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O'Reilly Argues Against Amazon Patents

Tim O'Reilly responded to Amazon.com's 1-Click and Associates Program patents in his Ask Tim column.

O'Reilly, the chief of Web design software maker O'Reilly & Associates, believes that the patent is not only bad for the Internet, but bad for Amazon itself.

"In the first place, this patent should never have been allowed. It's a completely trivial application of cookies, a technology that was introduced several years before Amazon filed for their patent...To characterize '1-Click' as an 'invention' is a parody. Like so many software patents, it is a land grab, an attempt to hoodwink a patent system that has not gotten up to speed on the state of the art in computer science," he said.

O'Reilly continues, "...a patent on something like '1-Click ordering' is a slap in the face of Tim Berners-Lee and all of the other pioneers who created the opportunity that Amazon has done such a good job of exploiting...Patents like this are also incredibly short-sighted! The Web has exploded because it was an open platform that sparked countless innovations by users. Fence in that platform, and who knows what opportunities will never come to light?"

Implications of the Amazon patents have far reaching effects. They also got a patent for their Associates (affiliate) program, "...the situation has gotten worse, since the patent office has also granted Amazon a patent on their Associates program. They haven't yet tried to enforce this patent against their competitors, but if what they've done with 1-Click is any sign of their intentions, I imagine that it's only a matter of time unless their customers and suppliers speak out about their reckless behavior."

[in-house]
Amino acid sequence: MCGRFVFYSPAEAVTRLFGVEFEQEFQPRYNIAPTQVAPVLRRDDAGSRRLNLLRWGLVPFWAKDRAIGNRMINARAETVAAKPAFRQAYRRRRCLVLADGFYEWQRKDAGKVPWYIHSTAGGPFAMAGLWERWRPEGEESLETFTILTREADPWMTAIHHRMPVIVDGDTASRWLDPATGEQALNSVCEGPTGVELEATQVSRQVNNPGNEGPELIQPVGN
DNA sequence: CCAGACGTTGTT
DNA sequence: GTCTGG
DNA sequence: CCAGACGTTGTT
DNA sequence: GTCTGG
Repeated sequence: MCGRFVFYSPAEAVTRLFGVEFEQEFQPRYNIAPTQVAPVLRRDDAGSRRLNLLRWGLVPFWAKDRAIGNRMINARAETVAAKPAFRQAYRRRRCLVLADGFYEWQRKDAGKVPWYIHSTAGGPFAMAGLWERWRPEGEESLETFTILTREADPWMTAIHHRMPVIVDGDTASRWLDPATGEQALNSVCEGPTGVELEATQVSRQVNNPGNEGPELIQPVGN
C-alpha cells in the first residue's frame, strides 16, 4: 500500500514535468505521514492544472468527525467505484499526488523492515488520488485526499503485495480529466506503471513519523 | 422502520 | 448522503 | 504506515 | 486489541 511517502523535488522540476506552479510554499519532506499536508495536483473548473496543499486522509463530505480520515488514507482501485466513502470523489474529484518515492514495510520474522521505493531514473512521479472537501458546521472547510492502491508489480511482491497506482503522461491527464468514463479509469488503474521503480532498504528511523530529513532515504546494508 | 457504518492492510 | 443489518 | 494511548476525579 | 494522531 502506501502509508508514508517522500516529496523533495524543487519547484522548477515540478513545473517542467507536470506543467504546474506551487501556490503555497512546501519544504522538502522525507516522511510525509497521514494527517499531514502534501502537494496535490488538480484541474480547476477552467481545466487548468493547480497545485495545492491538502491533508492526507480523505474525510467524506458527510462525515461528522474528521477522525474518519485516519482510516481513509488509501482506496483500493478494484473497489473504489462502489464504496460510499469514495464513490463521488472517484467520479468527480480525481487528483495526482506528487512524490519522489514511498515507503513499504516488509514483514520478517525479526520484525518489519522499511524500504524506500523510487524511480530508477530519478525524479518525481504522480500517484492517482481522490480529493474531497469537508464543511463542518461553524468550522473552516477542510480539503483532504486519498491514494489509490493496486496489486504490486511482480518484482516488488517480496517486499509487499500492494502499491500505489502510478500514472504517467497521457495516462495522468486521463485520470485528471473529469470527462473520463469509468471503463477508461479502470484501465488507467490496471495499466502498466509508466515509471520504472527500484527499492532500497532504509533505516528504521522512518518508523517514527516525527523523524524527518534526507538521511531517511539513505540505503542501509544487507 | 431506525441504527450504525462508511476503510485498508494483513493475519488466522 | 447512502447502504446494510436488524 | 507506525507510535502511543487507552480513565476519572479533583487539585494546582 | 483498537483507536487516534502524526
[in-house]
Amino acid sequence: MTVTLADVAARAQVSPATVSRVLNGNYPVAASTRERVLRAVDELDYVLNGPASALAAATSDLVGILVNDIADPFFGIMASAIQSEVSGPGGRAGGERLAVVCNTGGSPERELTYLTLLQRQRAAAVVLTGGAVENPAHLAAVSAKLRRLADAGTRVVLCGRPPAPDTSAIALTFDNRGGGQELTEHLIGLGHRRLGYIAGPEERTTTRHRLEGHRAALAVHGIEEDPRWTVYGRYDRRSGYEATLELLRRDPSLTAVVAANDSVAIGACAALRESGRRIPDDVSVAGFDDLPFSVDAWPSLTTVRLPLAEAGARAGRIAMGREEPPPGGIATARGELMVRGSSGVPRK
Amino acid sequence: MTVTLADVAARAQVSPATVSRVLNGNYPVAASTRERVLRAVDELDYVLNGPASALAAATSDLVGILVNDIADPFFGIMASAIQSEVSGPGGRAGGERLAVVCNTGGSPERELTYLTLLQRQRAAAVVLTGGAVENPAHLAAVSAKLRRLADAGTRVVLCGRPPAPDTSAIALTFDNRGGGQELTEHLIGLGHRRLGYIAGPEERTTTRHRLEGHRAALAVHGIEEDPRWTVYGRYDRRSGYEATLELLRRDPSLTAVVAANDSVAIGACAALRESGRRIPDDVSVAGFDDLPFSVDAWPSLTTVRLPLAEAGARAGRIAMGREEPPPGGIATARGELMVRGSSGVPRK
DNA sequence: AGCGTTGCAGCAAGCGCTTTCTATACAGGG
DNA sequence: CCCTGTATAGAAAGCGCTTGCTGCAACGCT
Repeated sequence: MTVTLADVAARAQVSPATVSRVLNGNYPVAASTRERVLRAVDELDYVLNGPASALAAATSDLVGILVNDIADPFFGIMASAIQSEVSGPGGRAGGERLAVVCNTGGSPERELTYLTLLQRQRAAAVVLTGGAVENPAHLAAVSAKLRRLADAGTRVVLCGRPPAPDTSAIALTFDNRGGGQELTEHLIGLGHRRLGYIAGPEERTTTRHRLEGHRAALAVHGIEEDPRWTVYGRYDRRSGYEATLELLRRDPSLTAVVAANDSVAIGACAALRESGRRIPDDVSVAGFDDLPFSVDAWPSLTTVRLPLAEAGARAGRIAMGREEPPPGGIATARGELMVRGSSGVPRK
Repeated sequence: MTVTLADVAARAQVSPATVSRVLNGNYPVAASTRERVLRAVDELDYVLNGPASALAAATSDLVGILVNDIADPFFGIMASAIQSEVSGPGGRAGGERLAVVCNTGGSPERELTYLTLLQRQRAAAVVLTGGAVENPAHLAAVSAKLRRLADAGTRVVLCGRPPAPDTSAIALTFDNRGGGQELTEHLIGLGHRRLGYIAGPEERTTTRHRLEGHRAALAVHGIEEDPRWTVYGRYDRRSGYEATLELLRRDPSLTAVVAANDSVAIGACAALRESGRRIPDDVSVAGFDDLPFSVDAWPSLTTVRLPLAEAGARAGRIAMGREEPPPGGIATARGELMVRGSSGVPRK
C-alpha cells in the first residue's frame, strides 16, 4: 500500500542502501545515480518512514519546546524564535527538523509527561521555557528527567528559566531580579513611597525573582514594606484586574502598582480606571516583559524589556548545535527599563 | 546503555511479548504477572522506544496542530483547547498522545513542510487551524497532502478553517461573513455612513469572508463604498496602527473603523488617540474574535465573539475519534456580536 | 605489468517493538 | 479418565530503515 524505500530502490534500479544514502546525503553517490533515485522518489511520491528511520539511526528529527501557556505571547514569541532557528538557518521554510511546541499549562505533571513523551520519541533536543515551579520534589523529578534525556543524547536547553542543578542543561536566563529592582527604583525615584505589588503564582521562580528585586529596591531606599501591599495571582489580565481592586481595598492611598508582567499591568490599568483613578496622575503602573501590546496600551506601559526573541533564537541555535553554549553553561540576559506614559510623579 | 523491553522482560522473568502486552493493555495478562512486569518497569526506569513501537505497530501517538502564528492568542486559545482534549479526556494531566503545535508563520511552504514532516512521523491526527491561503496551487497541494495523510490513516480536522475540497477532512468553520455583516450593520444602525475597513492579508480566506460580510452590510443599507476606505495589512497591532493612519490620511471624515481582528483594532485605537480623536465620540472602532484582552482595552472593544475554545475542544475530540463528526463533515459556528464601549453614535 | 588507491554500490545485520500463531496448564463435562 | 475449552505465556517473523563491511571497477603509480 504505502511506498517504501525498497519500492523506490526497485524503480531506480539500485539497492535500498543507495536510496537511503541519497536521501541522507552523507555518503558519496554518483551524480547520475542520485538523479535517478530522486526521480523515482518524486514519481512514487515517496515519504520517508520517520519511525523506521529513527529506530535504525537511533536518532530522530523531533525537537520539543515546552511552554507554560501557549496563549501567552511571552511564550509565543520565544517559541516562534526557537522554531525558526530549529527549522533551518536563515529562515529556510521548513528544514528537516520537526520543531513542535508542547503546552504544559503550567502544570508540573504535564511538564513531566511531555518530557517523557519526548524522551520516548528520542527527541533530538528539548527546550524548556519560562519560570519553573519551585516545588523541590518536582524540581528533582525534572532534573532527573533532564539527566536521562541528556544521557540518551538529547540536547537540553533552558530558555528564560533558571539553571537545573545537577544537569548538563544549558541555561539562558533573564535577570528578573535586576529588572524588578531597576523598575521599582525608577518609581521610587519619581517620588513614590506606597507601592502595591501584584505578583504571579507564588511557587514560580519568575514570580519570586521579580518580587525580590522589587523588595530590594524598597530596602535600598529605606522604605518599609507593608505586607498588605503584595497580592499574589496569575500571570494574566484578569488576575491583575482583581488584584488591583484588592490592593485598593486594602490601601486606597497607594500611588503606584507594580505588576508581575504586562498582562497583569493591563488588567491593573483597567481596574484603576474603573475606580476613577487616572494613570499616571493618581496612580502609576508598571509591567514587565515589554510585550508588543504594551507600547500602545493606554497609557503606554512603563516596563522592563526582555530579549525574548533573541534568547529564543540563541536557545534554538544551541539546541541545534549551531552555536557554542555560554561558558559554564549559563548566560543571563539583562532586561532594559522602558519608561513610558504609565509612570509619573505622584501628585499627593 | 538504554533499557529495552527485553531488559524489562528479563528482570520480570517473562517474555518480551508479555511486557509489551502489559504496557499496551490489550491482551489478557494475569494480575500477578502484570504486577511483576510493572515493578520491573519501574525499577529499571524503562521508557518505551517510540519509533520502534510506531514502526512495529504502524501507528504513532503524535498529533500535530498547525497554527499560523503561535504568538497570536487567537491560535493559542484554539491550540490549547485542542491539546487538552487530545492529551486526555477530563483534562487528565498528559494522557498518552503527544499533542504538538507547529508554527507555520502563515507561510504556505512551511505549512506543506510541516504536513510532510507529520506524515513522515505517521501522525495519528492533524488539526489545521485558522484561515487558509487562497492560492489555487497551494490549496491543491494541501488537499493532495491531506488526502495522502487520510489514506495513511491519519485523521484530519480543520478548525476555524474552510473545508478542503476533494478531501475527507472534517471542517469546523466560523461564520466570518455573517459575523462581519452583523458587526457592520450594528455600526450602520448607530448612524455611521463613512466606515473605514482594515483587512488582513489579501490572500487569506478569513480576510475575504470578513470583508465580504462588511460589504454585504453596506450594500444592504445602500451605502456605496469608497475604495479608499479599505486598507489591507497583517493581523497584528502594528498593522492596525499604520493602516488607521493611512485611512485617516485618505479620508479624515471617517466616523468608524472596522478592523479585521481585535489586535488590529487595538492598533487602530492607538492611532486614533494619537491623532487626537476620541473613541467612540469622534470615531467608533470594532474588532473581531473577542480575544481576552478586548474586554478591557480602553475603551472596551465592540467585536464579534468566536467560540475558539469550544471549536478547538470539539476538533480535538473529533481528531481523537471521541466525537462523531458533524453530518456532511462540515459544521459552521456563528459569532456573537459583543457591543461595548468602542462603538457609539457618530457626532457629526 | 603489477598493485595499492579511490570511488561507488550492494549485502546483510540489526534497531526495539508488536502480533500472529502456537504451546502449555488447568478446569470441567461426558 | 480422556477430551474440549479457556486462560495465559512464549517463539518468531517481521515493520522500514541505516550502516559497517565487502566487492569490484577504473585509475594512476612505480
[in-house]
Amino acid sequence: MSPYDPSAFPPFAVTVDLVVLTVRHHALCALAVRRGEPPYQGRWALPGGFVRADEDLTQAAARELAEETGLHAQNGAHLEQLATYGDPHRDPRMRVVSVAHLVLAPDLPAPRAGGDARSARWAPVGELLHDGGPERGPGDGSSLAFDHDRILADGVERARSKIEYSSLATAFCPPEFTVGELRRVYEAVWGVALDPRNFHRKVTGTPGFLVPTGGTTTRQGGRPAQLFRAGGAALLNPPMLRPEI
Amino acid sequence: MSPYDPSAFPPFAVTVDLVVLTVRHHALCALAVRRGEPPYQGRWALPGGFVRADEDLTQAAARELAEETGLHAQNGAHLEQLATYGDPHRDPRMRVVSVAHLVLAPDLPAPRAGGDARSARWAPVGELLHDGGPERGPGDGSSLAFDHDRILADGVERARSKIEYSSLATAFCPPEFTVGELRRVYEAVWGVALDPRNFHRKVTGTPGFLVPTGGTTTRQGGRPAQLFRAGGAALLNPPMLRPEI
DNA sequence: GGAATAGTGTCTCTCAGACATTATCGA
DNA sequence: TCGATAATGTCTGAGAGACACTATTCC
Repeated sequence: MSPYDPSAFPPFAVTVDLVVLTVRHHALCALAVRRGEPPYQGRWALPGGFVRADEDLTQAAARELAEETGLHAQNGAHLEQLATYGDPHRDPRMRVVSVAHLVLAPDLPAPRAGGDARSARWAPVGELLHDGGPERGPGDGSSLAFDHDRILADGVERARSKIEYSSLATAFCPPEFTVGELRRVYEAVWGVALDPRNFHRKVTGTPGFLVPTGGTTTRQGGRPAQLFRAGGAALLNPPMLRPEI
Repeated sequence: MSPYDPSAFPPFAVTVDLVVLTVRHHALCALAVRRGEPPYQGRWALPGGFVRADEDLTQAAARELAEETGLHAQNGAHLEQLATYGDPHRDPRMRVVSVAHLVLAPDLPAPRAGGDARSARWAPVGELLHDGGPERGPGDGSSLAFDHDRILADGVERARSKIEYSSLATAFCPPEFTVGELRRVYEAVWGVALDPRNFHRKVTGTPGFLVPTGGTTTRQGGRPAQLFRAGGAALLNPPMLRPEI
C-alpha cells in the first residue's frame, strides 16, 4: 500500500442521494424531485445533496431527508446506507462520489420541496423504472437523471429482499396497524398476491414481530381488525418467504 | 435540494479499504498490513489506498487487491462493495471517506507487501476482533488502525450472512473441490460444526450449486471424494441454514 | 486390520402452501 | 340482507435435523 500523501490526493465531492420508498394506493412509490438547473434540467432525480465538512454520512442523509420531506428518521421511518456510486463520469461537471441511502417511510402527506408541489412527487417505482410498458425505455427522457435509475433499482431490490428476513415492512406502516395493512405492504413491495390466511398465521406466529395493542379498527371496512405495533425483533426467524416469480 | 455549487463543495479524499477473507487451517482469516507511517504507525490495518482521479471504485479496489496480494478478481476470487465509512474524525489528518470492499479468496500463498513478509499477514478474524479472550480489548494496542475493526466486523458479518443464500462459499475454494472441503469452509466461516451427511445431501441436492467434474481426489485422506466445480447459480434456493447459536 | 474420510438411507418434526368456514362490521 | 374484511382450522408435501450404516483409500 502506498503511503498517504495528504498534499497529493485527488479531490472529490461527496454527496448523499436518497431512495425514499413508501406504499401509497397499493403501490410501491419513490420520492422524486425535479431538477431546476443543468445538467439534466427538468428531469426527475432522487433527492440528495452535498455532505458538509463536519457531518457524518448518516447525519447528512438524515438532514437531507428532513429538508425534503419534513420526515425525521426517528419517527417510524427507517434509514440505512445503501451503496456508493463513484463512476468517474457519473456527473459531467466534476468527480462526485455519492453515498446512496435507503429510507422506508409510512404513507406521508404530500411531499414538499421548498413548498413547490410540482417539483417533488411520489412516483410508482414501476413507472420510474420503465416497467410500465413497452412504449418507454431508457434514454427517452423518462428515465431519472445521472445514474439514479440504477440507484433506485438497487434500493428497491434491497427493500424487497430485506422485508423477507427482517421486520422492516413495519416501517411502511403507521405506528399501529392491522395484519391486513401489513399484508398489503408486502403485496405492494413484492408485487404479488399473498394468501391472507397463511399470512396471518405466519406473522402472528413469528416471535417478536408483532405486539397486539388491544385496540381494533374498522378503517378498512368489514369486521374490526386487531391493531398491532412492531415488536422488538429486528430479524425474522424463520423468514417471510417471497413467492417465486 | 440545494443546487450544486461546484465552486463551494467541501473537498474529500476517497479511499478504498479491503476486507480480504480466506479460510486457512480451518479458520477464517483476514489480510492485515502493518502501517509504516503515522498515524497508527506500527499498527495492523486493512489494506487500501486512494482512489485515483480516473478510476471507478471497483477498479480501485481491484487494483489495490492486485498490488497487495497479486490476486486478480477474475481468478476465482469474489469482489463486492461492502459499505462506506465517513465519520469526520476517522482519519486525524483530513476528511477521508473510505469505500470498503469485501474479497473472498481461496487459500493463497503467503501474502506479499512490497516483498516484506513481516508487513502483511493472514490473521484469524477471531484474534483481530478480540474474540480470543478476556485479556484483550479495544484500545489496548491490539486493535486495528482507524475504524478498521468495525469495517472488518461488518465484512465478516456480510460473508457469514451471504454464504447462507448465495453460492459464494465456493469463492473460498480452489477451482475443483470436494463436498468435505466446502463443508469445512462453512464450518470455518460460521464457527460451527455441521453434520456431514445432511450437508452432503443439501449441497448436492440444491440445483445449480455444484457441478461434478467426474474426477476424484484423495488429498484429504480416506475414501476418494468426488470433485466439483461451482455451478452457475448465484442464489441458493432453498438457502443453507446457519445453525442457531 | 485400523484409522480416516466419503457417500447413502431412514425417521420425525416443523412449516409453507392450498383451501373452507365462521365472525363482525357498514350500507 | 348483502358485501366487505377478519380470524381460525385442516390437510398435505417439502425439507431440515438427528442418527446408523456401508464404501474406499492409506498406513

In an e-mail to Amazon.com's CEO Jeff Bezos, O'Reilly plays hardball, telling Bezos essentially that he's dirtying the water of the Web.

"In short, I think you're pissing in the well. Patents such as yours are the first step in vitiating the web, in raising the barriers to entry not just for your competitors, but for the technological innovators who might otherwise come up with great new ideas that you could put to use in your own business.

For the complete coverage of O'Reilly's response, visit O'Reilly's Ask Tim page.